Things To Consider Before Selling A House In North Carolina
Whether you are planning to downsize your empty home, or you have outgrown your home, selling a house in North Carolina can be complicated. Though the steps involved in selling a home are similar to other parts of the country, the real estate laws and practices in North Carolina are unique in some ways. As a North Carolina Realtor, we share an overview of the basics of selling a house in North Carolina.
Working With A Realtor
People selling a house in North Carolina work with a licensed real estate agent or broker. An experienced real estate agent will help properly price your home, market your house effectively and handle other jobs related to selling your house, like reviewing the purchase documents, negotiating with buyers, etc.
Signing A Listing Agreement
A listing agreement should be signed after finding a real estate agent in North Carolina. You signing the listing agreement gives the real estate agent the right to handle the aspects of the sale of your house. The listing agreement will cover details like the commission that you will pay to the agent, the type of listing, the list price, the duration of the listing, items that are included or not included in the sale, and obligations and duties of the real estate agent and the seller.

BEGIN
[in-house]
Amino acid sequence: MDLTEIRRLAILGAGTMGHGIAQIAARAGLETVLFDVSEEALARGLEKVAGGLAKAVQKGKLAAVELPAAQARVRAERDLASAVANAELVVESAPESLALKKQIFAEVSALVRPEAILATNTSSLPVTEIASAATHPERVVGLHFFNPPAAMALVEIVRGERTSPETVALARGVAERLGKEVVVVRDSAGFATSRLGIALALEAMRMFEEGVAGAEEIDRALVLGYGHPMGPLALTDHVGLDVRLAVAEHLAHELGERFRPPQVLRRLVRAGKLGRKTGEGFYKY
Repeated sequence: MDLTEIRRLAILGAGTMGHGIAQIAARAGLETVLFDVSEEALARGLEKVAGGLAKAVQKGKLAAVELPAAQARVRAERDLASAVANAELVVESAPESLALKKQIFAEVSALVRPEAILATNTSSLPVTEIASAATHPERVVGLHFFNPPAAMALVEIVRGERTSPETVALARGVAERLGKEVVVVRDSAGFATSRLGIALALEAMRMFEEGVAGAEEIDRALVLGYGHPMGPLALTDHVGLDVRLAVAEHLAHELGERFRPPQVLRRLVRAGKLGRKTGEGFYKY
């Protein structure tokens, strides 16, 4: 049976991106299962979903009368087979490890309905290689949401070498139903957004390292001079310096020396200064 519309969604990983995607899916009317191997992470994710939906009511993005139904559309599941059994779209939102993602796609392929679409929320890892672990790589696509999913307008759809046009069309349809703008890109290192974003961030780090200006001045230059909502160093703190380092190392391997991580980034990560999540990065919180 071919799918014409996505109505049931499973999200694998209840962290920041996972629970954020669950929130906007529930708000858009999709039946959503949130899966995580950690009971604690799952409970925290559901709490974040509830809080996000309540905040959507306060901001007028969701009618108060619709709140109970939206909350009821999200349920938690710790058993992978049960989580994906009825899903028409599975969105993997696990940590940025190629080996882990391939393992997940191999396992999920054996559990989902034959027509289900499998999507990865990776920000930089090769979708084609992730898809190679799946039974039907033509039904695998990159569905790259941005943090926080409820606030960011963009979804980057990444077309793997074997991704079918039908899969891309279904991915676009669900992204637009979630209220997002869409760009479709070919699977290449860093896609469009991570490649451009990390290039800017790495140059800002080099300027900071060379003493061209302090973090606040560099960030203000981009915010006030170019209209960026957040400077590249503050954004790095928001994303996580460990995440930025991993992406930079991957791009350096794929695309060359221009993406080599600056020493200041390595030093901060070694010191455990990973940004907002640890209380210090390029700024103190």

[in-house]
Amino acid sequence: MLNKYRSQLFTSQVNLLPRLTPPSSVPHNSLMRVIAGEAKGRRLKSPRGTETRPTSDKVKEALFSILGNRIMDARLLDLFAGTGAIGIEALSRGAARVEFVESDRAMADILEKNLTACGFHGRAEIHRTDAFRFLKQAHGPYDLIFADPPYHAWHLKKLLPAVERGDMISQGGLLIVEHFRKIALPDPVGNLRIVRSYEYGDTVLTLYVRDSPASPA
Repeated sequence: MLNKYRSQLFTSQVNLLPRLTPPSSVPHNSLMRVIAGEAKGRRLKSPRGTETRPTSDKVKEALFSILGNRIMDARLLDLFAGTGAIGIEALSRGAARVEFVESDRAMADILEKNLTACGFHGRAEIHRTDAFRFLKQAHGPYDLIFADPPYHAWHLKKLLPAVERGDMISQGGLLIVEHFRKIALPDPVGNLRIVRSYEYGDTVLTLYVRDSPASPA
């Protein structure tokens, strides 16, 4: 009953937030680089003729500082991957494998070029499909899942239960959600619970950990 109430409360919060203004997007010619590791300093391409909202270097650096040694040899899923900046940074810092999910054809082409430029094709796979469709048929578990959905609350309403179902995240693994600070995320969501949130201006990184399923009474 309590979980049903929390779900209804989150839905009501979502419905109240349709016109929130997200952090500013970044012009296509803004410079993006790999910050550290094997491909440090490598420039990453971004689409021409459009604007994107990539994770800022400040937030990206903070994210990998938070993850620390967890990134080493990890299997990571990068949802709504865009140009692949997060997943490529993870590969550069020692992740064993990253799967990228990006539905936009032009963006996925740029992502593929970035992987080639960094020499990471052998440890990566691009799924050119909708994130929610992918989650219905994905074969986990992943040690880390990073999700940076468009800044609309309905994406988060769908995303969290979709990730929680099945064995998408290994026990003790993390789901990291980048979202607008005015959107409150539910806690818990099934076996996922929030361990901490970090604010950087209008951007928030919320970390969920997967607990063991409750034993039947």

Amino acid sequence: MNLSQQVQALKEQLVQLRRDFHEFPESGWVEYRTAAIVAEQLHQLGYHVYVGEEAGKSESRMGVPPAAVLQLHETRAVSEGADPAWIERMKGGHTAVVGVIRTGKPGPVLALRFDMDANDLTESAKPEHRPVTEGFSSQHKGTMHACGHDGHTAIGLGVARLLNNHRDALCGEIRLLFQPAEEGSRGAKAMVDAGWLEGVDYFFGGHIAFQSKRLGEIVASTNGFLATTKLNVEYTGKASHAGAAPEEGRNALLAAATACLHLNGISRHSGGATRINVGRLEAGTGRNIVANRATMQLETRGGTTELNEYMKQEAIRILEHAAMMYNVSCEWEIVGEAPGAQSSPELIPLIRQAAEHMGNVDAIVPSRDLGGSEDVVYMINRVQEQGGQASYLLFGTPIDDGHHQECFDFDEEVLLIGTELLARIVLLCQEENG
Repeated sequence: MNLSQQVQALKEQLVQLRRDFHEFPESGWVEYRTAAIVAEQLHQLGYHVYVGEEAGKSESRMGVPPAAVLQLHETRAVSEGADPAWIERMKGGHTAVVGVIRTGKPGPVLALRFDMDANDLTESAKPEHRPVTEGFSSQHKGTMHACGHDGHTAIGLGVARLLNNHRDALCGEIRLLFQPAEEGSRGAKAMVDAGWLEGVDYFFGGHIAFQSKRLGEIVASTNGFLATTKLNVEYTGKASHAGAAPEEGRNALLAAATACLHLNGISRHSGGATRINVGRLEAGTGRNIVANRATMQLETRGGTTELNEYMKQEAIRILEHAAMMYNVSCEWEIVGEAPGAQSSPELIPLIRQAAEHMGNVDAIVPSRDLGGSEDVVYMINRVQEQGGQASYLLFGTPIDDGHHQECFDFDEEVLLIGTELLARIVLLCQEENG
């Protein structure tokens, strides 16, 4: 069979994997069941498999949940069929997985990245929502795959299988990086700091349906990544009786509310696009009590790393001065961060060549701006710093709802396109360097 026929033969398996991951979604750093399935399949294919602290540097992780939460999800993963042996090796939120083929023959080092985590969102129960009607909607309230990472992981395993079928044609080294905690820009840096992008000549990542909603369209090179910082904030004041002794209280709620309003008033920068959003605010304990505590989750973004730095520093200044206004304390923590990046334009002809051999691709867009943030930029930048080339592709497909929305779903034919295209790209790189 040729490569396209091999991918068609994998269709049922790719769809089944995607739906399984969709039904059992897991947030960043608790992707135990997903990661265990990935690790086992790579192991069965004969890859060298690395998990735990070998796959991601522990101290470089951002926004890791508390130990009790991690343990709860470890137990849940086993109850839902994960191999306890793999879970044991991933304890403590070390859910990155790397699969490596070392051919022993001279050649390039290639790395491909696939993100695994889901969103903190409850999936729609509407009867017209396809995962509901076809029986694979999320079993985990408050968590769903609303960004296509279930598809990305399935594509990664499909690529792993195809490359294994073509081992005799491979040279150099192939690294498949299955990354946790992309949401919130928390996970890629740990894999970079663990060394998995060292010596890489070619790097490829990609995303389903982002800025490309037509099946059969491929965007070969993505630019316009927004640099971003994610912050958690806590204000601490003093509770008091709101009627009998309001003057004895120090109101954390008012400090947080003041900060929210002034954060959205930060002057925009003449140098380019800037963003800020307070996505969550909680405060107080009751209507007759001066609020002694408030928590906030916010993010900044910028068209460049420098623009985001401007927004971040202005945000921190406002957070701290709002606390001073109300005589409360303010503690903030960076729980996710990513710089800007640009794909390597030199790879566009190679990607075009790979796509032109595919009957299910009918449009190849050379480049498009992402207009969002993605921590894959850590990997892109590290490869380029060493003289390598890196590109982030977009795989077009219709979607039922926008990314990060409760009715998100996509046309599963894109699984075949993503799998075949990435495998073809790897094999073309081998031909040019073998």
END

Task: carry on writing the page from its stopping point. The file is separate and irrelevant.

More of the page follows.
Escrow In North Carolina
Escrow is the time period between signing the purchase agreement and closing on the house. In contrast to other states, the state of North Carolina requires the seller and the buyer of the house to hire attorneys to act as intermediaries and oversee the closing process. Real estate agents in North Carolina can still handle relevant tasks like helping the seller complete and sign different forms and documents.
The buyer of a home in North Carolina typically has more tasks to complete in the escrow period than the seller. The buyer should finalize finances, remove contingencies, have the house under consideration appraised and get title insurance. Thetitle insurance should usually be obtained under deadlines that are detailed in the purchase agreement.
Attending The Closing
By the close of the escrow, you and the home buyer should have fulfilled all the terms of the purchase agreement. All funds and final documents will be exchanged between the parties at the closing itself. The buyer will pay the seller the purchase amount and the seller should give thebuyer the deed and other transfer documents and a clear title to the house. As the seller of the house, you should pay off any outstanding loans on the real estate property and should pay commissions to the realtors.